Joseph Stiglitz warns Nicola Sturgeon against independent Scotland adopting pound or euro
By Simon Johnson – August 30, 2016
A Nobel-prize winning economist who advises Nicola Sturgeon has argued that the SNP’s pledge in the 2014 referendum campaign that an independent Scotland would keep the pound may have been a “mistake”.
Joseph Stiglitz, who sits on the First Minister’s Council of Economic Advisers, also warned Ms Sturgeon she should also have “strong second thoughts” about Scotland leaving the UK and joining the EU if that means adopting the euro.
Instead, he argued that a separate Scotland should if possible adopt a free-floating Scottish pound, which he said could be used to stimulate the economy and lower the country’s enormous deficit.
He said he hoped the EU would be willing to admit a new member state without it adopting the euro but admitted that a Scottish pound may only be a “transition” to the single currency if no opt-out was agreed.
In a dire warning against joining the euro, Prof Stiglitz warned it would mean a separate Scotland’s economy being “ruled by Frankfurt” and this was “too high a price” to pay.
His outspoken intervention was seized on by opposition politicians as evidence that Scotland was better off staying in the UK and keeping the pound.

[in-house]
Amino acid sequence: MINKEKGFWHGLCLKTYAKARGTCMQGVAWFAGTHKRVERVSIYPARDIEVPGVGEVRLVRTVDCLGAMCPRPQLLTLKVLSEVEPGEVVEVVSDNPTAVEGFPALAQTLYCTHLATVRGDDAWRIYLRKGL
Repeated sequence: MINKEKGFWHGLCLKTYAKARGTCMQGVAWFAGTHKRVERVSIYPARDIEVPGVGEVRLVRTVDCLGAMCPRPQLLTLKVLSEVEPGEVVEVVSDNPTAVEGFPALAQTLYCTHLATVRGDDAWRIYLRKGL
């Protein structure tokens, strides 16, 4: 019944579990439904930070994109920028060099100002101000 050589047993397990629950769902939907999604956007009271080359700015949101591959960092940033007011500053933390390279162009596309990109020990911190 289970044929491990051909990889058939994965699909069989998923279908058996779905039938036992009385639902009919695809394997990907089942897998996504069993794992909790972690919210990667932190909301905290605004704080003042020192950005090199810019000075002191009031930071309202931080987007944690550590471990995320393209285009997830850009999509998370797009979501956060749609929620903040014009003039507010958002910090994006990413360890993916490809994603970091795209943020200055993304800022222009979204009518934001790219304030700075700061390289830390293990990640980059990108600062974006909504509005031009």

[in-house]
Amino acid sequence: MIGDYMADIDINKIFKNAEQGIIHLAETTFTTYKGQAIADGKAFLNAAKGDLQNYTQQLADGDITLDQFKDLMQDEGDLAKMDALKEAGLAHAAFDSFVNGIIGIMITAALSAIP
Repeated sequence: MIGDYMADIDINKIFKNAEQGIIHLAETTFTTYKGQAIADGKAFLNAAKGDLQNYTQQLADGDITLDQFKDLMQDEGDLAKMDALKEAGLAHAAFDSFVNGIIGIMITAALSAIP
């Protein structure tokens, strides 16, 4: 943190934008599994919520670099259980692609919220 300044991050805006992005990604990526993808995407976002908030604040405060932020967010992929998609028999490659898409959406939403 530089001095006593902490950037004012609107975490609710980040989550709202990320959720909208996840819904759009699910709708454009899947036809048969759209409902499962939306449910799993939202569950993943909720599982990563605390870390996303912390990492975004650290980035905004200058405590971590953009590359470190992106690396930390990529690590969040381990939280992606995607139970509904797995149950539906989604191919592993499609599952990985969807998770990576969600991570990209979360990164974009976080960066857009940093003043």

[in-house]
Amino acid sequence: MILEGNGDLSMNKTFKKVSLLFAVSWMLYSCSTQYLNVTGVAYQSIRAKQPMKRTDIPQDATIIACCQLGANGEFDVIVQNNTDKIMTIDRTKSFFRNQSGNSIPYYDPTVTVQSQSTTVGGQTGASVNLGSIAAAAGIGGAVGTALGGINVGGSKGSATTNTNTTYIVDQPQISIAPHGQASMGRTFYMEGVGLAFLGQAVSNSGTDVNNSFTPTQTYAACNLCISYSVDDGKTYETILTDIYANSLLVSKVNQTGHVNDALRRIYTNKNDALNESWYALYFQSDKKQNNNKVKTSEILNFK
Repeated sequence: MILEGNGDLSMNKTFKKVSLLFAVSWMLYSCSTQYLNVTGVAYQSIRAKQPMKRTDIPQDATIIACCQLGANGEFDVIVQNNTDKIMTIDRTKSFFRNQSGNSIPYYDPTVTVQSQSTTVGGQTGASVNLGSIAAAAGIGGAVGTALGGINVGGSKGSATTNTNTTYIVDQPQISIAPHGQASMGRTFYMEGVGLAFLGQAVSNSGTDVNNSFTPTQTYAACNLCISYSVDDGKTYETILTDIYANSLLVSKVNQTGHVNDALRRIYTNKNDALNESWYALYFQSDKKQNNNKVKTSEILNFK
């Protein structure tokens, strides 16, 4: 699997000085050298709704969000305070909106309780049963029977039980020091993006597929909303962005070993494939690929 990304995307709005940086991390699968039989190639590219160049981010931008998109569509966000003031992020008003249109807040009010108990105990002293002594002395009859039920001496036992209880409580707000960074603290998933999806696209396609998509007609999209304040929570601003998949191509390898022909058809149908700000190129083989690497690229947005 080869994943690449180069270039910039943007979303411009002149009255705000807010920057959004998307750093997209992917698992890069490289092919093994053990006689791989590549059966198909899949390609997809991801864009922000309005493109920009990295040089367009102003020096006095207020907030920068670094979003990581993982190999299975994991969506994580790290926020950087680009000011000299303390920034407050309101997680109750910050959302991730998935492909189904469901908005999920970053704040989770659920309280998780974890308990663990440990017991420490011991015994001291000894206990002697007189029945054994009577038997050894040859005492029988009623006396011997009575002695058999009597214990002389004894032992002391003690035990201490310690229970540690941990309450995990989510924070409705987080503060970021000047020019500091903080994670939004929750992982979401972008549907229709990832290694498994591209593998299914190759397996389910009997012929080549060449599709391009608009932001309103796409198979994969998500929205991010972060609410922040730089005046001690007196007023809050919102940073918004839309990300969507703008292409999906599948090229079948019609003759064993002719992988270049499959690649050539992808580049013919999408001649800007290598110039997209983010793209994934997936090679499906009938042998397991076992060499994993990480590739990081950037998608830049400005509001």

It came the week after it emerged that Scotland’s public spending deficit hit nearly £15 billion last year, which at 9.5 per cent of GDP outstrips even crisis-hit Greece.
Ms Sturgeon has pledged to keep Scotland in the EU despite the Brexit vote, even if that means calling a second independence referendum, but critics have pointed out that membership requires a deficit below three per cent and a commitment to join the euro.
Prof Stiglitz, who has also advised Bill Clinton and Jeremy Corbyn, won the Nobel prize for economics in 2001 and has recently published a book describing the euro as a threat to the future of Europe.
During the 2014 referendum campaign, the Columbia University professor said a currency union between an independent Scotland and the rest of the UK could work and claimed the Chancellor was bluffing by ruling one out.
But Alex Salmond, the First Minister who appointed Mr Stiglitz to be a Scottish Government advisor, has since admitted that this stance allowed him to be “gazumped” by his Unionist opponents and has called for fresh look at a separate Scotland’s currency options.
Reflecting on the nationalists’ currency union plan on BBC Radio Scotland’s Good Morning Scotland programme, Mr Stiglitz said: “They wanted the smoothest transition possible.
“They wanted to say that we could move from the current economic arrangement to another one while keeping our currency and keeping other forms of institutions. I think, in hindsight, that may have been a mistake.”